Angry mummy: Try again. Fail again. Fail better.


Tim is away for a fortnight. It’s the longest he’s ever been gone. The night before he went, I admitted I was nervous.

‘It’s not that I can’t handle it’, I told him. ‘I can. We will be fine. It’s just I’ve never done solo parenting for so long with two children AND a pregnancy. I have never been more short-tempered than I am now, and they have never been less inclined to listen to me. So I don’t know how it’s going to go’.

It’s true that if you’re looking for something that will poke holes through your parenting self-esteem, pregnancy will do the job nicely. They are watching much more TV than I would normally allow – hours of it, while I shuffle through glacially-paced housework or just sit next to them, exhausted – and I am snappy. Irritable. I am not willfully unkind (we still read, talk, laugh at each other’s jokes), but there is so much less give in me. I can feel it, bleeding through the edges of my self-restraint: a brittleness that means I raise my voice the second time, not the tenth; that means I want things done now, immediately, in exactly the way I’ve asked.

None of this has been my finest hour. I feel it. I think they feel it too.

I have been in a couple of parenting discussions lately where we’ve talked about the importance of being authentic in front of your children. I read a lot of articles where the language of motherhood is expressed in endless, self-immolating sacrifice. Cherish every moment. Sleep next to them, and wake up whenever they wake up. Carry them constantly. Play imaginatively at the park. When they push back, draw them in with extra love. Be present. Be present. Be present.

Now I should say here (before the Emails come) that there’s nothing wrong and an awful lot right with all of these philosophies: if they work for you and your child and make you both happy, go for it. I use many of them myself, and try to do better in the many areas I fall short. But my issue is that they all seem to combine without leaving room for human error, for normal human limitation. I don’t see a lot of acknowledgement that you are a person too, a person with a long history of her own that existed long before you became a mother, with loves and hates and boundless complexities, plenty of which have little to do with your beloved children.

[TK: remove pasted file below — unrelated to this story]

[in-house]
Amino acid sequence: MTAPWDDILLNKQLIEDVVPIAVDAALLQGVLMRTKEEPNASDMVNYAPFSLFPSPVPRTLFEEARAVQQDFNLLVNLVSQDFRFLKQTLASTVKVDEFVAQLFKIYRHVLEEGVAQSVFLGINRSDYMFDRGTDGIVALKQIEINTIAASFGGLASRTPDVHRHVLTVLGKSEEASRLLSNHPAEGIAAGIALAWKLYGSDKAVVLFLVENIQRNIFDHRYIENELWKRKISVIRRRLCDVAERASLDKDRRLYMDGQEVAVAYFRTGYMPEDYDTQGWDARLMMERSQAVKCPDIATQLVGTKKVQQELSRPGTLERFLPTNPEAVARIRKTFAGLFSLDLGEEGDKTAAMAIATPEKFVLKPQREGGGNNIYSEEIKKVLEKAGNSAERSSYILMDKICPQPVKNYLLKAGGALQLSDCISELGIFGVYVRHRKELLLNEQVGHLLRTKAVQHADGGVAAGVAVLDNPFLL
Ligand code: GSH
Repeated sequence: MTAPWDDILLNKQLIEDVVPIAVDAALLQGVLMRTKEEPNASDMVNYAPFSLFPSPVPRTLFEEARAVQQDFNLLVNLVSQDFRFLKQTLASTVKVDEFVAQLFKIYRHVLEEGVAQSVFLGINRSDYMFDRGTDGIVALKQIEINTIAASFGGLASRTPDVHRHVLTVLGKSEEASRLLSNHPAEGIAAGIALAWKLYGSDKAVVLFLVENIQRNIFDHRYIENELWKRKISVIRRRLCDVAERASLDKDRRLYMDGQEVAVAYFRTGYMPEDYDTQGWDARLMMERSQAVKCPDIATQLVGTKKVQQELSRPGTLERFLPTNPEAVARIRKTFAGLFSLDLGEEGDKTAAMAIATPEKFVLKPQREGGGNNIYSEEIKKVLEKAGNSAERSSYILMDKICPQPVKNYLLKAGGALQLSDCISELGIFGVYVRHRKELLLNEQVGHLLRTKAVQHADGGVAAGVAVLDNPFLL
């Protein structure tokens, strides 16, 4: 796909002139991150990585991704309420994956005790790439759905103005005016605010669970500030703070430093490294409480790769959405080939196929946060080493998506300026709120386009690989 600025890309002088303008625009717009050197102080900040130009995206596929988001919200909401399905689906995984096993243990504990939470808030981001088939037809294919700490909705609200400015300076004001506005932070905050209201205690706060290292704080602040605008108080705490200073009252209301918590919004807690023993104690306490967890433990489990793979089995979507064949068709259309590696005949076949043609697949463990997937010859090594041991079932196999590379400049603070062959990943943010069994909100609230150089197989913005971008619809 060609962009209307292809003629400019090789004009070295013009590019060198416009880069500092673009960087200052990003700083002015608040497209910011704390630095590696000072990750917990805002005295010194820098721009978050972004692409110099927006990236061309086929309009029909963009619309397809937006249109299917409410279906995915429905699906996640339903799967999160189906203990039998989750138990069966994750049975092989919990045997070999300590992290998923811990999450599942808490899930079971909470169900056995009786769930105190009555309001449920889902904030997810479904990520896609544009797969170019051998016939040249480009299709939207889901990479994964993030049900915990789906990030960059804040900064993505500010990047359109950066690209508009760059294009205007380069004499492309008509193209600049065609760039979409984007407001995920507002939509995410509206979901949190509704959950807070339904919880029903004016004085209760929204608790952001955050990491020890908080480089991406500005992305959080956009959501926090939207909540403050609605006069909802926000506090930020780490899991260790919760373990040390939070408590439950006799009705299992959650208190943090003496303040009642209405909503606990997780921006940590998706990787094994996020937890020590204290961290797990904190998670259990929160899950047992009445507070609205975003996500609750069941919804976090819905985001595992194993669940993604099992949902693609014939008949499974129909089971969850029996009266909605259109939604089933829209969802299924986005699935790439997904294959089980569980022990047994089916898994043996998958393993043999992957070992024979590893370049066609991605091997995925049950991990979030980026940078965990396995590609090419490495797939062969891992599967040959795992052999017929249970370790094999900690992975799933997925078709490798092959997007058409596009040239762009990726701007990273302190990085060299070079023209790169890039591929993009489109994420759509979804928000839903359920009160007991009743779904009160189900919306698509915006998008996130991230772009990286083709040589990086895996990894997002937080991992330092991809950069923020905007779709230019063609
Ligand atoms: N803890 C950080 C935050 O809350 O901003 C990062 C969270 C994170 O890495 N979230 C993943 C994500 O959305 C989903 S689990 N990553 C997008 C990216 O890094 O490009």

I don’t know anyone who wouldn’t automatically put their children’s needs before their own, and I’m not advocating the opposite here. But is their emotional health well-served by watching us give and give without any space for ourselves, without any visible screw-ups and apologies? I don’t want my children to aim for perfection, swallow their own flaws and beat themselves up when they inevitably get it wrong – but they’ll try, if that’s what they see me do. I want them to make mistakes, learn from them, and empathise with other people’s. I want them to feel the value of a heartfelt, meaningful apology. I want them to know that the substance of life is in the repair, not the plain sailing.

I want them to know that everyone has their own stuff, their own boundaries, their own imperfect histories. And they will too. And they should. To be this way is not a failure. Or, rather: failure is not a failure. It’s part of being a human in the world.

So sometimes they play and I read. Or they watch TV and I scroll through Twitter, only half-listening. Everyone in our family functions better if we get a good night’s sleep, so everyone is supposed to sleep in their own damn bed. I will happily read them three-inch piles of stories under a blanket for as long as they want, but I need them to make up their own games at the park. Sometimes they push me too far or ignore me for too long, and I shout. Sometimes I want to sit in a chair by myself for five minutes, until I’m ready to leap back in. I have an unusually small tolerance for baby voices (LITERALLY ZERO), but if they want to dance, I will always dance. And I place a great deal of value on treating books and people well, not littering, and apologising properly when you’ve messed things up.

If they had a different mother they’d have different stuff, but there’d always be plenty of stuff.

I want them to know that I will always try, always love them, always make it my highest priority to be their safe space, always make mistakes, always have my own way of being their mother, always, always apologise and mean it.